Blocks from strings
Brian T Rice
water at tunes.org
Thu Jan 1 03:19:30 UTC 2004
On Wed, 31 Dec 2003, Lex Spoon wrote:
> Brian T Rice <water at tunes.org> wrote:
> > This is a general comment, not just to Lex, about this kind of issue.
> > In Slate, we deal with this using syntax-level methods. For example,
> Ah, yes macros are a lovely intermediate level between string->block and
> holey-block -> block, assuming you are in a dialect -- *the* dialect? :
> ) -- that has them.
Well, that's why I thought better of it and explained how to retrofit
Smalltalk with them (in my self-reply). (But the "macro" term is
mis-applied - explained below.)
> Still, wouldn't you agree that it's better to use the less powerful tool
> when possible? Macros introduce a layer of code between the code you
> see in a browser and the code that actually executes, thus making
> debugging more difficult. Also, since macros are so powerful, it seems
> easier to accidentally do something really bizarre.
Well, you'll notice that I don't emphasize these as macros. They're
meta-syntactic, but that's it: just methods like anything else. The
examples that I most emphasize in the manual and probably will in general
are communication macros: adding annotations like type expectations and
comments to specific pieces of syntax is an initial example.
And to flavor this with a little pedanticism, strings are /more/ powerful
than syntax methods, because syntax methods have the "training wheels"
that make you follow at least some syntax rules. They're just more
powerful in the sense that you can do more complex things without worrying
about shooting yourself in the foot.
A syntax highlighting or pretty-printing system or other IDE feature does
nothing for you inside of a string. Also, the use-case that the question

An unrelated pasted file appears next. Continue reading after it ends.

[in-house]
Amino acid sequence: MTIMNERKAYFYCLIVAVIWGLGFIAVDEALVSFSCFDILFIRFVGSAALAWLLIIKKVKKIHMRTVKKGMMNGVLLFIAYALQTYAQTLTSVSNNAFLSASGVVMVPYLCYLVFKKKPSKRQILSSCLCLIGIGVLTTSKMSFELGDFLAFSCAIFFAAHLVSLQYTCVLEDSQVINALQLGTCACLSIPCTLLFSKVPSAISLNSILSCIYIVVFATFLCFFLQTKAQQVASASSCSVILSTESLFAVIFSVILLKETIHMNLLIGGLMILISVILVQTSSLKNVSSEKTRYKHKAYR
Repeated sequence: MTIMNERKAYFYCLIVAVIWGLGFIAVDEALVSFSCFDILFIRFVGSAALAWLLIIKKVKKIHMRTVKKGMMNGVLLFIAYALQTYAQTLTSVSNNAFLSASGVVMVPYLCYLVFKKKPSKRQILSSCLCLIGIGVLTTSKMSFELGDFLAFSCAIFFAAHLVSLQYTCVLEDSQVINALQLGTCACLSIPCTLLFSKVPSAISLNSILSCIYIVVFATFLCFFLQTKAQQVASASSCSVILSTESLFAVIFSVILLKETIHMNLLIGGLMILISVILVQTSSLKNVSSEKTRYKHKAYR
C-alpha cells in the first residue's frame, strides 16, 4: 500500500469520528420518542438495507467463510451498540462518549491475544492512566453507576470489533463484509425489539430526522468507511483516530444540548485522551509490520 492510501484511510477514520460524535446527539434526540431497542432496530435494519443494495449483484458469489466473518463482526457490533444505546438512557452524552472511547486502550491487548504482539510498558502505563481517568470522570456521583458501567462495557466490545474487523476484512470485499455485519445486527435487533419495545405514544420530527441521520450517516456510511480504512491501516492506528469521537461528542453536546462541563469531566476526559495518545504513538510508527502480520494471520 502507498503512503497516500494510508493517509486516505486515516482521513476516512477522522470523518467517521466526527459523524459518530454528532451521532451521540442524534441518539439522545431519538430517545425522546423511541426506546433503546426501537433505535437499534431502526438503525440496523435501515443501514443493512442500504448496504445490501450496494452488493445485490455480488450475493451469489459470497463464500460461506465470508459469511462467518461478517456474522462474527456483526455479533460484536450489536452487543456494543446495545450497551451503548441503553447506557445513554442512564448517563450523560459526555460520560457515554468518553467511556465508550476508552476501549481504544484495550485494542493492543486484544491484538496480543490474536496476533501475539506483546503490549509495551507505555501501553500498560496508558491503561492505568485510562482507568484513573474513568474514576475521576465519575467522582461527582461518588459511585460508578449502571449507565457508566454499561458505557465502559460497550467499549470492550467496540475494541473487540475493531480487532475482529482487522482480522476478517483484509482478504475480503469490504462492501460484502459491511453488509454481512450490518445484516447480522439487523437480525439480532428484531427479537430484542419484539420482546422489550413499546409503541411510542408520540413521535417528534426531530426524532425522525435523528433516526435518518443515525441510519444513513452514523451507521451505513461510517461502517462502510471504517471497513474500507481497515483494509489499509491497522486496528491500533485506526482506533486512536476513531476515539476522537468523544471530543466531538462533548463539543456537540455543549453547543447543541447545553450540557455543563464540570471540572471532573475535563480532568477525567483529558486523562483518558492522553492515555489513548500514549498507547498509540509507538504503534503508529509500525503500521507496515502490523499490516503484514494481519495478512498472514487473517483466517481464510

had was a run-time code-generator, not a macro, so there's no magical
difference between source code and method; it's just meta-syntactic.
> IMHO, an aweful lot of Lisp macros should instead be higher order
> functions, and the only reason it isn't done that way seems to be
> because it is annoying to write down L A M B D A so much. In Smalltalk,
> happily, that temptation is not around because the block syntax is so
Yes, and Slate has no use for macros-as-syntax-assistants. Smalltalk
subject-verb-object-preposition-etc syntax works well enough. When I
translate Lisp code to Slate (and I do), I never need "macros" in Slate.
Their use is totally different: a matter of using syntax objects as
communications medium between the user and compiler.
This /is/ offtopic, of course, but that's my fault. Still, this is not
inconceivable, and a little friendlier than strings. :) It's one reason
that I picked a totally unused character for the syntax to make it clear
when using it. And of course it's a toggleable capability if you want to
arrange it that way.
Brian T. Rice
LOGOS Research and Development
More information about the Squeak-dev